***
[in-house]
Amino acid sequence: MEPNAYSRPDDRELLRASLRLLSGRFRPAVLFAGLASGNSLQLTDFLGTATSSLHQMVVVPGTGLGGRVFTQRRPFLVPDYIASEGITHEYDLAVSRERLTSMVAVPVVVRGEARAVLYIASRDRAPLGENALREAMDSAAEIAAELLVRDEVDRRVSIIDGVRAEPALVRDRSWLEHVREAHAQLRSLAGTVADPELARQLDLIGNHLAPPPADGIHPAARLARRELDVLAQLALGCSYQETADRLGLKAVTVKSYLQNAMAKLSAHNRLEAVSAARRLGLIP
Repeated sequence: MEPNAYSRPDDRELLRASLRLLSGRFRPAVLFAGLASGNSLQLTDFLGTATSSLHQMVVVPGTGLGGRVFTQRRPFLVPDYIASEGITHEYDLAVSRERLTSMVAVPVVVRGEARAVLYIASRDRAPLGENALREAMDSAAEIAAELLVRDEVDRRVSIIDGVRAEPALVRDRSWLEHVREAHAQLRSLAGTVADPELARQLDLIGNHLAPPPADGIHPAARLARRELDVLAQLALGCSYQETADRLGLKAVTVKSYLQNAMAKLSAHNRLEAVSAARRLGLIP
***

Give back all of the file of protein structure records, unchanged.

[in-house]
Amino acid sequence: MEPNAYSRPDDRELLRASLRLLSGRFRPAVLFAGLASGNSLQLTDFLGTATSSLHQMVVVPGTGLGGRVFTQRRPFLVPDYIASEGITHEYDLAVSRERLTSMVAVPVVVRGEARAVLYIASRDRAPLGENALREAMDSAAEIAAELLVRDEVDRRVSIIDGVRAEPALVRDRSWLEHVREAHAQLRSLAGTVADPELARQLDLIGNHLAPPPADGIHPAARLARRELDVLAQLALGCSYQETADRLGLKAVTVKSYLQNAMAKLSAHNRLEAVSAARRLGLIP
Repeated sequence: MEPNAYSRPDDRELLRASLRLLSGRFRPAVLFAGLASGNSLQLTDFLGTATSSLHQMVVVPGTGLGGRVFTQRRPFLVPDYIASEGITHEYDLAVSRERLTSMVAVPVVVRGEARAVLYIASRDRAPLGENALREAMDSAAEIAAELLVRDEVDRRVSIIDGVRAEPALVRDRSWLEHVREAHAQLRSLAGTVADPELARQLDLIGNHLAPPPADGIHPAARLARRELDVLAQLALGCSYQETADRLGLKAVTVKSYLQNAMAKLSAHNRLEAVSAARRLGLIP